In keeping with the goal to “educate others by sharing our unique lifestyle,” Donald plans to continue his video series titled “Bill on Beef.” The short videos, housed on the Montana Stockgrowers Association’s website, target the general public with messages about all aspects of ranching and beef production. As of mid-February, the site contains 41 videos covering topics from winter feeding and delivering calves to picking out a steak at the retail meat case. Donald recently taped several more videos set in a restaurant, a small, local packing plant and a ranch-supply store.

Donald says he tries to keep the videos light-hearted and fun, and he’s found the project rewarding. The videos have attracted a strong following by offering the public a friendly introduction to the ranching lifestyle. You can view the videos on YouTube or from the Montana Stockgrowers Association at

Donald took on the leadership of NCBA during a difficult time, facing a laundry list of contentious legislative issues and a painful rift between NCBA and the Cattlemen’s Beef Board. The general perception across the industry is that he performed exceptionally and was the right leader for the times. His ability to break down barriers, unify divergent groups and build consensus helped NCBA achieve key legislative victories and restore a sense of solidarity.



Praise for Bill Donald’s leadership

In early February, Drovers/ ran an article titled “Bill Donald: The exit interview,” in which writer Chuck Jolly documented some of Donald’s observations on his recently completed tenure as NCBA president. The article attracted several reader comments which illustrate how many beef producers around the country feel about Donald’s leadership.

Paul from Pennsylvania

I want to say that Bill Donald exceeded my expectations, and it’s very much in order for all of us cattlemen to thank him for his years of service and leadership to our industry. I’d also like to thank his family for allowing Bill to be gone so much during the past year. I really hope non-NCBA members recognize and appreciate the efforts of Bill Donald this past year and better understand the importance of leadership to our livelihoods and just how critical it is to have a unified voice. Thank you, Bill Donald.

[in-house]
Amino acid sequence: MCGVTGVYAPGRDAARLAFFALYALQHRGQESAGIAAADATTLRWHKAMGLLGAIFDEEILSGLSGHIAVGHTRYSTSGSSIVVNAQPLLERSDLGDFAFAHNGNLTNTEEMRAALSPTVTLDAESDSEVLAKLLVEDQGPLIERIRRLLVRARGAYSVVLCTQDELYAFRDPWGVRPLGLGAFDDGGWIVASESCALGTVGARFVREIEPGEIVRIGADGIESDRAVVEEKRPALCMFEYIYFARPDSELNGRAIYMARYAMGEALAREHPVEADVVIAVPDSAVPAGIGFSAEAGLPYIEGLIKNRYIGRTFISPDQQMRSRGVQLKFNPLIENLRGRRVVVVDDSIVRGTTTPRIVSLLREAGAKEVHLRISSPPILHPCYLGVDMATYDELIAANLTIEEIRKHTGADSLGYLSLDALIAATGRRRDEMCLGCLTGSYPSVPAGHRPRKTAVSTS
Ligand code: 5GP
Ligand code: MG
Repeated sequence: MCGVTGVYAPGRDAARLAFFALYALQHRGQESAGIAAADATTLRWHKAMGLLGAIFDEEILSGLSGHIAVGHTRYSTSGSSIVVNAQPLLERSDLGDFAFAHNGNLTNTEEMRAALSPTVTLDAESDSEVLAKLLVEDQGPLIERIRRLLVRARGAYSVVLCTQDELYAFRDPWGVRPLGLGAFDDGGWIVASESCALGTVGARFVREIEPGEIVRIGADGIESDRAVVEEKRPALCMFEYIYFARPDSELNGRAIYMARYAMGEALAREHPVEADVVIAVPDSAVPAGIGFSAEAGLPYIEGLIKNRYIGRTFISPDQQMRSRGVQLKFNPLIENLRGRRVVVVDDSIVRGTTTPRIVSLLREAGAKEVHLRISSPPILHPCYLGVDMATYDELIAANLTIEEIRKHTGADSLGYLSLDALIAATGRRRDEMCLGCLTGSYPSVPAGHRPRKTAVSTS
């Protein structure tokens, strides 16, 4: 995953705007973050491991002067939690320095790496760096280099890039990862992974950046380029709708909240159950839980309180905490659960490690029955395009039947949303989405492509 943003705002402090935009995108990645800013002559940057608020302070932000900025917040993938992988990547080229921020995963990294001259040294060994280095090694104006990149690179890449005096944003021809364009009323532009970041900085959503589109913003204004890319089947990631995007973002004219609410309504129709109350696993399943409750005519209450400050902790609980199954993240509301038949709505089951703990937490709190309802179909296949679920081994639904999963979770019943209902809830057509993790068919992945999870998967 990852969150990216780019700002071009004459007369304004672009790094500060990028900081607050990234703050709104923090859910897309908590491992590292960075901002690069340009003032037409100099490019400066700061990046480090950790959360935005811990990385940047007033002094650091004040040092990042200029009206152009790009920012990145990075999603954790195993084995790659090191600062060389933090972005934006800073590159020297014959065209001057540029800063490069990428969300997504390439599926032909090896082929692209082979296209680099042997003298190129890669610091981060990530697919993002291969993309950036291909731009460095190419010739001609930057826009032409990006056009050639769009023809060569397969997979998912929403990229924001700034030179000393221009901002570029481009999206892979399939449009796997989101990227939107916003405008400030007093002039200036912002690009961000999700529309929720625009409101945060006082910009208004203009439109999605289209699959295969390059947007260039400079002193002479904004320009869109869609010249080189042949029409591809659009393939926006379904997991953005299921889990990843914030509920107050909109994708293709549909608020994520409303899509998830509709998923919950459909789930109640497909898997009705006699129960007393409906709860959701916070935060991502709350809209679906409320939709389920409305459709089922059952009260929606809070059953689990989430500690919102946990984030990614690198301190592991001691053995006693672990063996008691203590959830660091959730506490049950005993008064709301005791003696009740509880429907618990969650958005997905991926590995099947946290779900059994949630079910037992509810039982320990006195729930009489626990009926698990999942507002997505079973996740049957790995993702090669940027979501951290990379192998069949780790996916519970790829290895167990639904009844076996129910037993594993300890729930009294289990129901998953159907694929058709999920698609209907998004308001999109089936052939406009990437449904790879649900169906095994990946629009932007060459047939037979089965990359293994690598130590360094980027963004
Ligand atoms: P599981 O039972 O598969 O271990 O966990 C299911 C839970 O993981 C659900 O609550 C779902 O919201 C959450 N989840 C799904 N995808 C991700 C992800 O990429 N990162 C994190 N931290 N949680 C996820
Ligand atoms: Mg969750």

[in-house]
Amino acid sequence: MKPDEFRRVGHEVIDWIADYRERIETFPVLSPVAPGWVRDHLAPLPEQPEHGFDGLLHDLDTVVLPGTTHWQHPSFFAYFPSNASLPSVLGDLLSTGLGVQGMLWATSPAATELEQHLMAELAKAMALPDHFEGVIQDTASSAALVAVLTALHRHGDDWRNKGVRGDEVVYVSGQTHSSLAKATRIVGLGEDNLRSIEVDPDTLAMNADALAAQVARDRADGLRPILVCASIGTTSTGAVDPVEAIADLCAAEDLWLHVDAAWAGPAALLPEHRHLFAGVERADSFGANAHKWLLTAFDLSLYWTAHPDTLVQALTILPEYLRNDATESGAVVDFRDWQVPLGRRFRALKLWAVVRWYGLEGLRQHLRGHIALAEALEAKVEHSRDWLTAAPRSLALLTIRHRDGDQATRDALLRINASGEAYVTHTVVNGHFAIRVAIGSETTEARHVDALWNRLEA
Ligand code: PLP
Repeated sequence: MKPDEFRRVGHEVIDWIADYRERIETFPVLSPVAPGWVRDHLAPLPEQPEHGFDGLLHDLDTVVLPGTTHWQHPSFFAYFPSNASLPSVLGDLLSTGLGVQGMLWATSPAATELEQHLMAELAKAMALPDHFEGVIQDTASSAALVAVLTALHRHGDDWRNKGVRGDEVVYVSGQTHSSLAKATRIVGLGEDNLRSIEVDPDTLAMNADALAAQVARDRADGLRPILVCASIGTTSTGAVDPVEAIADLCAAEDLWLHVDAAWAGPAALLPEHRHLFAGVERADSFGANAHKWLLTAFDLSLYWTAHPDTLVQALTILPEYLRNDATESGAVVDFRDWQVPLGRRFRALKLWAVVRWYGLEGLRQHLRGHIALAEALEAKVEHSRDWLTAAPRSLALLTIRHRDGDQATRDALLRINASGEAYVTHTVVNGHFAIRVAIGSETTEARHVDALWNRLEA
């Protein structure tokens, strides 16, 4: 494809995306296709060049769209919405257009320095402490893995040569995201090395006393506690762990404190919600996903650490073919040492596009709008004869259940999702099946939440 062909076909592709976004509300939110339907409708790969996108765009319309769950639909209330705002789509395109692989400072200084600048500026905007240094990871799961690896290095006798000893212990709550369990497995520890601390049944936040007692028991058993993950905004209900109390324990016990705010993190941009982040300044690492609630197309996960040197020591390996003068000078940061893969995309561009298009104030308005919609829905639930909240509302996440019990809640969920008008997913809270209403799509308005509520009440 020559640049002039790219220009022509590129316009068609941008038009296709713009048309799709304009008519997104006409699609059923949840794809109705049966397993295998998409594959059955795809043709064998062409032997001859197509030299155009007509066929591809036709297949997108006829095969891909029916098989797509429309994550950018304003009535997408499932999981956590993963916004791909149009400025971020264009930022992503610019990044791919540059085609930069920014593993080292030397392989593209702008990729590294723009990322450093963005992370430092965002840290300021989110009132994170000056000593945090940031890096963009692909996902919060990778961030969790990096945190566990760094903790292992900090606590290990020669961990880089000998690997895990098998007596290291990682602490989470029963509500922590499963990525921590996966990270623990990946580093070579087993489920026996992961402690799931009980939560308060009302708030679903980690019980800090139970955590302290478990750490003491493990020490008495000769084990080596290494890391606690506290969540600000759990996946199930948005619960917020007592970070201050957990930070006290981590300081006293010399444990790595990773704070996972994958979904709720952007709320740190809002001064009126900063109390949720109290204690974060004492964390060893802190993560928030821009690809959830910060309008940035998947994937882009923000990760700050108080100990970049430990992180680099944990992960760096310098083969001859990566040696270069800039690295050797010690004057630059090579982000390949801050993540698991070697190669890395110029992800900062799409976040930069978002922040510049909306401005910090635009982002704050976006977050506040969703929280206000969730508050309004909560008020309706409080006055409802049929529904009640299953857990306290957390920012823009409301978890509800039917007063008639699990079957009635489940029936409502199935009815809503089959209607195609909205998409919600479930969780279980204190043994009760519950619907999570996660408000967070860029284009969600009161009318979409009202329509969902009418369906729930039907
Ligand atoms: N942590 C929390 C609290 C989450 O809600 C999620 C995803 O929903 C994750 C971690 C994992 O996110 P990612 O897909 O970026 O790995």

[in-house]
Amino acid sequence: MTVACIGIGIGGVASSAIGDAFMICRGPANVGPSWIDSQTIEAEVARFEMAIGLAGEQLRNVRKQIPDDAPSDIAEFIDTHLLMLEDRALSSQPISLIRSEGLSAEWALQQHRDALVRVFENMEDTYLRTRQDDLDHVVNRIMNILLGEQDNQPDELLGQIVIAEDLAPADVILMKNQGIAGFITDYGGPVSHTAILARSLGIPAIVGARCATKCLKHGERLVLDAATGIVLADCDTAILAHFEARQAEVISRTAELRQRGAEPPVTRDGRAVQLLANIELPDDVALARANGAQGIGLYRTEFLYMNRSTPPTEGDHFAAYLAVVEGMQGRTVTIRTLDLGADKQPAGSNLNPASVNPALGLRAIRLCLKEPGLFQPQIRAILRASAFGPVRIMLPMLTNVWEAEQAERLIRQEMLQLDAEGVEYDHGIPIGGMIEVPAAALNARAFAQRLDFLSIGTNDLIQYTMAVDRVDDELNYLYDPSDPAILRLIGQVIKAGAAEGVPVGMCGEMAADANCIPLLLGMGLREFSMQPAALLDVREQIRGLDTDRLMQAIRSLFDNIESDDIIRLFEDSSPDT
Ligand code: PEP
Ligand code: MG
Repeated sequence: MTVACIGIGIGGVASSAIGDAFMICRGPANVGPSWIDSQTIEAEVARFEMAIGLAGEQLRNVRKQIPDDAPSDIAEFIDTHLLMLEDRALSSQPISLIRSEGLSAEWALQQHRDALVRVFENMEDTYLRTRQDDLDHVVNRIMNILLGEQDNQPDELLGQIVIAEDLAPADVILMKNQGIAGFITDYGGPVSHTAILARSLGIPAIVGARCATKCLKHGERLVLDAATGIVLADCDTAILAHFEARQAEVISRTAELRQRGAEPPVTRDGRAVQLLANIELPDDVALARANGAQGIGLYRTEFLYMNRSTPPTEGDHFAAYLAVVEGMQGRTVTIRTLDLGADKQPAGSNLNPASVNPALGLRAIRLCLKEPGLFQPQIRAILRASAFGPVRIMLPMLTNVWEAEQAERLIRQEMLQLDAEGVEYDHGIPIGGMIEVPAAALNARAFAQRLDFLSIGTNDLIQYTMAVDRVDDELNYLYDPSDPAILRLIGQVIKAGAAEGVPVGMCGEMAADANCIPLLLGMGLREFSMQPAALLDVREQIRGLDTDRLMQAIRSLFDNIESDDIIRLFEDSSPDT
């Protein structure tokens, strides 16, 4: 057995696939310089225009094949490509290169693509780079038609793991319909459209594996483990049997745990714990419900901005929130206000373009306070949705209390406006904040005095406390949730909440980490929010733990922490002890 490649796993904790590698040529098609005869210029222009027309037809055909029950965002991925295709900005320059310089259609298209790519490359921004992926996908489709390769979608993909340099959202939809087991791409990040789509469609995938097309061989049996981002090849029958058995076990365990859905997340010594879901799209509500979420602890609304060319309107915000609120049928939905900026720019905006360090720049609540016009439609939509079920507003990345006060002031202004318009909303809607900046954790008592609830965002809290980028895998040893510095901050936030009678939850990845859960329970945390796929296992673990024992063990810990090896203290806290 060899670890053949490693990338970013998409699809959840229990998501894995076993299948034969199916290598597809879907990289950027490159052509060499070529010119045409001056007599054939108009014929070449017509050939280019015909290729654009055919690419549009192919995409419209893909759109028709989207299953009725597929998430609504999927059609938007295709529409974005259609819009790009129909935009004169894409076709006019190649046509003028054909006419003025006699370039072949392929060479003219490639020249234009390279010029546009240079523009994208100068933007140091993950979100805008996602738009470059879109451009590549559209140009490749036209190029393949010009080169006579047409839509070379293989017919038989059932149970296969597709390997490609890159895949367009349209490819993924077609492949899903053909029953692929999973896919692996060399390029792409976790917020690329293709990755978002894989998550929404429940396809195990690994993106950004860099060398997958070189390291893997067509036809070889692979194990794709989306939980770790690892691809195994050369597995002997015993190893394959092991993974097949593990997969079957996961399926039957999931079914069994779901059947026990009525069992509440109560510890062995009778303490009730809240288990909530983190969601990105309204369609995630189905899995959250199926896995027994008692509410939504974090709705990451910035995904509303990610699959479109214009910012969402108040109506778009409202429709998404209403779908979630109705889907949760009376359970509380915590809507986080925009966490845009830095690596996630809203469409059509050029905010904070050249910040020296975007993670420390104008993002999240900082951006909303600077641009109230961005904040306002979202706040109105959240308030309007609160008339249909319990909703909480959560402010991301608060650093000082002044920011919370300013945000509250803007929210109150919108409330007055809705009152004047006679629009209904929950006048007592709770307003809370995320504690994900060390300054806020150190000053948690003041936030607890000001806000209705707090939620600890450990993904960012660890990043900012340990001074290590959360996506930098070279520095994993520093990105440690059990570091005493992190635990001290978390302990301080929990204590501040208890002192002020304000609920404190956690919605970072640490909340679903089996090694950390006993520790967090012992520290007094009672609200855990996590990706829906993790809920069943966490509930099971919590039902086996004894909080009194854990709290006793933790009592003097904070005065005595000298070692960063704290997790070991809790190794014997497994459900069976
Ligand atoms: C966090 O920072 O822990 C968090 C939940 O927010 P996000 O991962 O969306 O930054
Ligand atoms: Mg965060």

Greg from Iowa
I totally agree. Having been a neighbor to the Donald family in Montana, it is easily understood how well Bill stepped up to the tasks put before him. Way to go, Bill!

Jan from Kansas
Congratulations to Bill and the NCBA team...You led us through a most challenging time. Your sense of humor and respect for all cattlemen and women allowed all to have a say and “own” this process and the many accomplishments you championed on our behalf. Pulling together in the same harness is still the way for those of us in agriculture to change the burdensome climate in D.C. You’ve earned a rest! You have left your mark and we thank you.

Jerry from West Virginia
Bill Donald is a born leader who fully understands what it takes to not only survive but thrive in the face of daunting challenges and seemingly insurmountable odds. I concur with Paul — expectations exceeded! Industry benefited and producers have begun to have faith in their investment for the future. Thank you, Bill! Now, enjoy yourself.

Ross from Canada
Refreshing energy and outlook for cattlemen. Thanks!

Carlie from Kansas
Thank you to Bill for all of his hard work and dedication to the industry and cattlemen everywhere!